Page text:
On Sunday morning, Lance Armstrong hardly looked like a man about to confront the doping scandal that has shadowed his storied career like an angry storm cloud.
Lance Armstrong plans to admit to doping throughout his career during an upcoming interview with Oprah Winfrey, USA Today reported late Friday.
The head of Switzerland’s anti-doping laboratory described as “nonsense” on Friday claims by U.S. Anti-Doping Agency CEO Travis Tygart that he helped Lance Armstrong avoid being caught for doping.
Lance Armstrong has agreed to a tell-all interview with Oprah Winfrey where he will address allegations that he used performance-enhancing drugs during his cycling career.
The New York Times reported Friday that Lance Armstrong has told associates he is considering admitting to the use of performance-enhancing drugs.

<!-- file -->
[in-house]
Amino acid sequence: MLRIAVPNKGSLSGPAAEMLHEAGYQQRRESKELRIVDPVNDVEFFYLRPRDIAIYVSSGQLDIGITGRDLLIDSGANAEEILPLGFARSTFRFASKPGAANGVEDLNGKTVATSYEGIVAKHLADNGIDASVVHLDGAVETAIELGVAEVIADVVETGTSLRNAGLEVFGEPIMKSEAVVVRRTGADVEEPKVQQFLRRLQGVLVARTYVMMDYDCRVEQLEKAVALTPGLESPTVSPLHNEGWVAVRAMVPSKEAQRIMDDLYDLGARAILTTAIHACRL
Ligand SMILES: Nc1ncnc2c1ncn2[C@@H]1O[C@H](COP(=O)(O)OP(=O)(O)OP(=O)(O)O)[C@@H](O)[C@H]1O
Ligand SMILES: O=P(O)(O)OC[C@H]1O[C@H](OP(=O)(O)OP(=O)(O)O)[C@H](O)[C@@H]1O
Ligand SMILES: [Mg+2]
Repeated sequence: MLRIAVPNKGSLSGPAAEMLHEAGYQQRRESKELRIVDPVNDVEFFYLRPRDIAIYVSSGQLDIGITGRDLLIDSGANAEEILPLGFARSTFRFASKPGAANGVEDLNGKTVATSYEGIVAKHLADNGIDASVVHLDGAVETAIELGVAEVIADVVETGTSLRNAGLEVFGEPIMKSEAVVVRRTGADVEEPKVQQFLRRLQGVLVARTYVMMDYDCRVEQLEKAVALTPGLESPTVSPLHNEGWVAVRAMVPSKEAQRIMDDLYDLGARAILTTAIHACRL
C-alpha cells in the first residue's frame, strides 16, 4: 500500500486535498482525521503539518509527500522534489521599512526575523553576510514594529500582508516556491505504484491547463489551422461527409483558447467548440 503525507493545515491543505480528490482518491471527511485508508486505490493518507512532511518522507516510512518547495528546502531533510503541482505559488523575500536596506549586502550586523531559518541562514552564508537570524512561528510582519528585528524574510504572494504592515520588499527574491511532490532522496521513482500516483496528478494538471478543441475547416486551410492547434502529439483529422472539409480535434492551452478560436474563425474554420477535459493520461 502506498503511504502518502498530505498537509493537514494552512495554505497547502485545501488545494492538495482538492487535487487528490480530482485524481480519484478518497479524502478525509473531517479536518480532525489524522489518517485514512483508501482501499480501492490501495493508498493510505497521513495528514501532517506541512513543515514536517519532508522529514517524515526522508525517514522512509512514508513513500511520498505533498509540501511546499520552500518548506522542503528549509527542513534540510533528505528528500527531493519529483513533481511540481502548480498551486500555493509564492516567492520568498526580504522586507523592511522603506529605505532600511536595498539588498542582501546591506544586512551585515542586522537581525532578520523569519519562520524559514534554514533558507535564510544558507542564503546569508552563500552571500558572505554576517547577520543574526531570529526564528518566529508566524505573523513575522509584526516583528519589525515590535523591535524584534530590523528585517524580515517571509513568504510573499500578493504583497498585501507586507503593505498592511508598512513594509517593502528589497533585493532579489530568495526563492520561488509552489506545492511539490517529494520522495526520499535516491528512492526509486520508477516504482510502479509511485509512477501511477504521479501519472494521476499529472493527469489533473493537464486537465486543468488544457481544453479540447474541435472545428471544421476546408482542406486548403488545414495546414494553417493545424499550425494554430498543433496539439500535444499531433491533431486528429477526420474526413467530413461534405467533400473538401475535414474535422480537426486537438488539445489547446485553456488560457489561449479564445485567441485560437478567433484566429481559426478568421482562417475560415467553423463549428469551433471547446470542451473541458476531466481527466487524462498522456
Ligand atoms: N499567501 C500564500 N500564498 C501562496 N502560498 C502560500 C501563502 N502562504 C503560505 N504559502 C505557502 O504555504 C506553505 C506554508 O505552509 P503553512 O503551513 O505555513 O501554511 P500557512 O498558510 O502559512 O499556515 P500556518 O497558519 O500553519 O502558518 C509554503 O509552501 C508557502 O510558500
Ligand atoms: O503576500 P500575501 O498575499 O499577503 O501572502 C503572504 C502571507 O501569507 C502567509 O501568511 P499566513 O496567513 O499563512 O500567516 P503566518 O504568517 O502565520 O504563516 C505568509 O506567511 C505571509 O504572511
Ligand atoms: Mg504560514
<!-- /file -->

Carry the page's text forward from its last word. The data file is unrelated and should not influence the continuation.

Lance Armstrong resisted turning over records sought by U.S Postal Service investigators, then tried to keep the inquiry under seal and out of the public eye, according to recently released court documents.
British judge Philip Otton, Paralympic great Tanni-Grey Thompson and Australian lawyer Malcolm Holmes will investigate the governing body’s links to the Lance Armstrong doping case.
The International Olympic Committee is proceeding with an investigation that could result in Lance Armstrong losing his Olympic bronze medal for doping.
The UCI said Armstrong and “all other affected riders” in the case should return their prize money. That amounts to almost $4 million in Tour money from Armstrong.
Lance Armstrong can never ride again in the world’s top cycling races. His attempt to win elite triathlons in middle age is over. He even got booted from the Chicago Marathon.
The 41-year-old Armstrong retired in 2011. Armstrong won the Tour de France each year from 1999 to 2005, but USADA said those victories are now erased when it banned him.
Marathon officials said Armstrong didn’t formally register for the race, but noted that USADA’s ruling bars him from entering races sanctioned by USA Track & Field.